“Our students come from all over,” shared Patricia Fehling. Patricia has been on the board at the Salvation Army for 13 years. She came on right after they installed the new kitchen and has been a big part of this program since its inception. She and the Salvation Army’s Chef, Chef Barry Crall, travel all over to interview potential candidates for this program. “We’re famous. The school is only for reformed alcoholics and addicts. So no one comes here from the public. They all have to have gone through a six month long rehabilitation program. That’s the way the Salvation Army has set it up. And then the big thing is when they’re done they can get a job. When they all graduate they all can get a job, they all can work. We’re saving people one at a time. I love the program. Like with some of our students, they don’t always go into culinary but that’s okay because of the life skills that they’ve learned here. The groundwork has been laid.” Every restaurant in Lodi knows about this program, and most of them hire graduates. From the finer dining establishments like Wine and Roses or Woodbridge Country Club to more casual dining like Habanero Hots and Richmaid, if you’ve ever eaten at a restaurant in Lodi, a graduate from the Salvation Army’s culinary academy at some point has probably prepared your food.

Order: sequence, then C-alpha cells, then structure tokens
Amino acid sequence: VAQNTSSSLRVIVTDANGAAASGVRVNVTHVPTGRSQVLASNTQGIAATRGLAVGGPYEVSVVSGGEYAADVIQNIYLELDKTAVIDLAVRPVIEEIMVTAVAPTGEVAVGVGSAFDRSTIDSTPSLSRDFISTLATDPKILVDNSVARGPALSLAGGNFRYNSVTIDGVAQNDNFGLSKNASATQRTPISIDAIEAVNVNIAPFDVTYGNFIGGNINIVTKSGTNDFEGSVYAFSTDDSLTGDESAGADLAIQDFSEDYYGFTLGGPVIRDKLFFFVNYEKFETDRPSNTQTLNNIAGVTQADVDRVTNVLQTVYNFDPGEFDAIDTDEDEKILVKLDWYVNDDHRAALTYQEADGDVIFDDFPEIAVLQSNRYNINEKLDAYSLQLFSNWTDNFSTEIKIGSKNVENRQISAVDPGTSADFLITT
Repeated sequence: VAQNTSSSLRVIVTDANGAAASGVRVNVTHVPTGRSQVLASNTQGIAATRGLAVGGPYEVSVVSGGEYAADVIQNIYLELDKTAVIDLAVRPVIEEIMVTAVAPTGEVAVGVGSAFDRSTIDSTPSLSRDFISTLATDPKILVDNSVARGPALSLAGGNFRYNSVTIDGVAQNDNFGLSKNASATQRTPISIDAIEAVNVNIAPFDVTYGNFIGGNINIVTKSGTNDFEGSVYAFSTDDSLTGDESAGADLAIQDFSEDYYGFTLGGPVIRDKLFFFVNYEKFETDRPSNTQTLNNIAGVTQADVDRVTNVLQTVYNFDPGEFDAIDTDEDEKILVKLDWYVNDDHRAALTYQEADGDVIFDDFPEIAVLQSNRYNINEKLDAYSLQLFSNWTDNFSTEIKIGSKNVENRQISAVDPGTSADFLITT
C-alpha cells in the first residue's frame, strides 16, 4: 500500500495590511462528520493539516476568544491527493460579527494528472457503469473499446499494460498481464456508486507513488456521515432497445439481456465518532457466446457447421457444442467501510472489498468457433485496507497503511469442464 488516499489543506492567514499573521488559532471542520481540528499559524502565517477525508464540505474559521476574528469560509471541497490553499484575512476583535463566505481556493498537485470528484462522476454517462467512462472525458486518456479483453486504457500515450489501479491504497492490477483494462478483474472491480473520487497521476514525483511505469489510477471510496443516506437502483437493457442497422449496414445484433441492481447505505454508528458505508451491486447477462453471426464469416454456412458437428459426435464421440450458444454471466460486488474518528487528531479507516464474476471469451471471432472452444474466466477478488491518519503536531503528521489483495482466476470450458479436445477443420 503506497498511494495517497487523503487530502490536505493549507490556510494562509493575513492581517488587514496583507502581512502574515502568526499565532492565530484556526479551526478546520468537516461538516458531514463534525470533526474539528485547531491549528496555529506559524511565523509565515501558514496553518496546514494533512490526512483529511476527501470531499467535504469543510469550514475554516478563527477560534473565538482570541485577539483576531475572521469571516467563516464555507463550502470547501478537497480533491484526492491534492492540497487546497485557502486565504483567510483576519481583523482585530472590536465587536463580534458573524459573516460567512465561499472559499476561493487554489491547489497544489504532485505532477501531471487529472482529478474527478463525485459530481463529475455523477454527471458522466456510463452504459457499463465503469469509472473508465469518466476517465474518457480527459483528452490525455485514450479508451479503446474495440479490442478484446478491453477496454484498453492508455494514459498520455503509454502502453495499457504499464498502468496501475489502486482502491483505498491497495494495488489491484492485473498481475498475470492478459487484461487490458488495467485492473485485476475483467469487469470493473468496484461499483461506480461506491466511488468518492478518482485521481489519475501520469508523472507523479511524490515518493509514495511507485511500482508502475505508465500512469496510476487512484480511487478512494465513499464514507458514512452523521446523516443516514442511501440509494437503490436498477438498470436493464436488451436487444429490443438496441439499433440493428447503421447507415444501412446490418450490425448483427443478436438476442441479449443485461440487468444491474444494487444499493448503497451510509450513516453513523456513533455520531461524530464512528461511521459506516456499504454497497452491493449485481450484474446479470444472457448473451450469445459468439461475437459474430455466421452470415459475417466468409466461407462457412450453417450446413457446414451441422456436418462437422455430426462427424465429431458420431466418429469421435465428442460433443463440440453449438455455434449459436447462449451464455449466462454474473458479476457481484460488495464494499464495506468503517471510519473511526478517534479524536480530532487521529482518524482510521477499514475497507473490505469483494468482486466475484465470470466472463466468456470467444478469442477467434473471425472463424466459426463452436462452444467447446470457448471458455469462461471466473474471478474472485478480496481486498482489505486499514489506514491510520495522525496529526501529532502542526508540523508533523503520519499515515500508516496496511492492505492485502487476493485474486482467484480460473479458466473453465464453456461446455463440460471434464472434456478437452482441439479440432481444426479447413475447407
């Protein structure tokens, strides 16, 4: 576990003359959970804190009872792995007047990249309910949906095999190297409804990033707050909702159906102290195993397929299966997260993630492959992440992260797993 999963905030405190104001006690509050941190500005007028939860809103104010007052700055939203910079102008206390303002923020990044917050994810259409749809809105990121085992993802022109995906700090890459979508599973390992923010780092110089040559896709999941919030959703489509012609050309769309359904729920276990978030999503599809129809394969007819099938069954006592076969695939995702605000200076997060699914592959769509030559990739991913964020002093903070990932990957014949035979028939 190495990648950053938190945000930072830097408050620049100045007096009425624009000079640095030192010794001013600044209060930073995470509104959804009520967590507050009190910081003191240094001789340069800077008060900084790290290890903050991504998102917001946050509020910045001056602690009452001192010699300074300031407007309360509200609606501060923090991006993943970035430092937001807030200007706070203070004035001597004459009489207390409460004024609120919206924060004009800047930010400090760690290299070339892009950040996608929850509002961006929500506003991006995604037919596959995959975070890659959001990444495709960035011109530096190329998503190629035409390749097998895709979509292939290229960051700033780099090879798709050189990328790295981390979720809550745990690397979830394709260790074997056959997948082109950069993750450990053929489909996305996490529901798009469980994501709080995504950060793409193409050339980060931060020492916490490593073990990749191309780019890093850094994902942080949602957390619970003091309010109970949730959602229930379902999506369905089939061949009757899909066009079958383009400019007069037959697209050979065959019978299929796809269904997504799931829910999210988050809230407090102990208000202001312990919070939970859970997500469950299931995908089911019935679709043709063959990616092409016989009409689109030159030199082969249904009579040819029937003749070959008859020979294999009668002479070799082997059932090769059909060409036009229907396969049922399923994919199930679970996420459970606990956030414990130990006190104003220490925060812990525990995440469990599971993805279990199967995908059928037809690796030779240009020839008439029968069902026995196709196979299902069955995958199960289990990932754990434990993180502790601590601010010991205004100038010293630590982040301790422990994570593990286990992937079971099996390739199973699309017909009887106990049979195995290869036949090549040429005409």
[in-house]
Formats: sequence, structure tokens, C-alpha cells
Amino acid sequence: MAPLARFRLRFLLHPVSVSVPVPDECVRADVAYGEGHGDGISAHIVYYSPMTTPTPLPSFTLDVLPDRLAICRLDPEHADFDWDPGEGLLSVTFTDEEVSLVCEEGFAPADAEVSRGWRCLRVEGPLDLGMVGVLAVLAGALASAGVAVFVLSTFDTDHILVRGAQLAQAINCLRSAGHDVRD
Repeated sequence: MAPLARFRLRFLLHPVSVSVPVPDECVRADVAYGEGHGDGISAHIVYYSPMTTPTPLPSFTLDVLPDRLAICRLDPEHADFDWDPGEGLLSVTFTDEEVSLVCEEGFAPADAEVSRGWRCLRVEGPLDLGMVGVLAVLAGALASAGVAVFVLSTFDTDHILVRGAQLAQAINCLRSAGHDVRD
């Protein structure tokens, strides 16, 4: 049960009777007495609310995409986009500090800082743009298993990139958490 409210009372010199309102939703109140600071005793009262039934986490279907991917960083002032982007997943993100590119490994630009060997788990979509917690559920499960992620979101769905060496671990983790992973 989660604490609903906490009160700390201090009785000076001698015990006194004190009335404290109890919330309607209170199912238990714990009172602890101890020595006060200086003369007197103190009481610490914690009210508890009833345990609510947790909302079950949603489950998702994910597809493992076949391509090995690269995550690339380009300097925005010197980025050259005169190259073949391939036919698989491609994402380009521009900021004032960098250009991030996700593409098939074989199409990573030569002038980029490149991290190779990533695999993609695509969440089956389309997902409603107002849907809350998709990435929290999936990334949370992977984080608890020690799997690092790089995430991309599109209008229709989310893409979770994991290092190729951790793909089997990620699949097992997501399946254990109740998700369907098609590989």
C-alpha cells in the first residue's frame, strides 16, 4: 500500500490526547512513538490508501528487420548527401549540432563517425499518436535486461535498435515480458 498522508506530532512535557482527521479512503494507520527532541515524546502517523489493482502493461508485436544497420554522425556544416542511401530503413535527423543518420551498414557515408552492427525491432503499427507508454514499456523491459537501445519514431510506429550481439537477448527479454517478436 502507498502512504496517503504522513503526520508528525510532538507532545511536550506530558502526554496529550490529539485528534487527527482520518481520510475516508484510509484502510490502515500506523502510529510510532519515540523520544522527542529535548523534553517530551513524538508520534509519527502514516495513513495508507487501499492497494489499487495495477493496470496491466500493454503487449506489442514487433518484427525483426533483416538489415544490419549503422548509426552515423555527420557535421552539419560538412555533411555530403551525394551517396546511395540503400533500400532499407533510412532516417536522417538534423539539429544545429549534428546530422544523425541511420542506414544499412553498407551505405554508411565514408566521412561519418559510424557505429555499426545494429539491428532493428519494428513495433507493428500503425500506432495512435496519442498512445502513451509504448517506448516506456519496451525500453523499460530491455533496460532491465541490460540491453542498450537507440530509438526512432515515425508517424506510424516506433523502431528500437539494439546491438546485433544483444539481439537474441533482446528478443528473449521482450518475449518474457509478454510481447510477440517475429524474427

One of the reasons the Salvation Army wanted to pursue the culinary world is because this is one of the few industries where people who have gone to jail can have a second chance at being productive members of society. Some of the Salvation Army’s graduates have been to jail, and have done the hard work of cleaning their lives up. One graduate who spoke at the graduation is a parent and has been given another opportunity to be there for his kids. “If I didn’t go to jail I don’t know where I would be today to be honest with you. I’m so thankful. I have so much to praise God about today...I’ve come from something so horrible, so bad. Addiction, gang life, lying, cheating, stealing… whatever you want to call it I did it. Christ has given me something so good that I’m not going back... I want to thank the Salvation Army for opening their doors to somebody like me. To get some recovery. To allow God to restore broken relationships. To the people who support Salvation Army and make this culinary class possible, thank you. Thank you for believing in us and giving us a chance to gain some life skills, some career skills.” Another graduate spoke and who had also been helped by the Salvation Army. Before this program she had been battling addiction and finally decided enough was enough. She enlisted the help of the Salvation Army to get clean then eventually joined the culinary academy. “Because of him [God] I’m standing here today and I’m proud of myself,” she shared as she accepted her diploma. She started to get choked up and fought back tears. “I haven’t been able to say that in a super long time. I’m actually proud of myself. I’m super proud of myself. Dad, thank you for not giving up on me. Grandma, thank you. I love you two. I hadn’t seen my Dad in twenty years and this is the best year I’ve had. I’m grateful. Thank you, Chef, you’re amazing. Thank you.” This program doesn’t just give people skills, it makes them proud of themselves, which is so powerful. The program gives them a strong support network, it gives them confidence, and it renews their purpose. That’s why they’ve been so successful in changing people’s lives.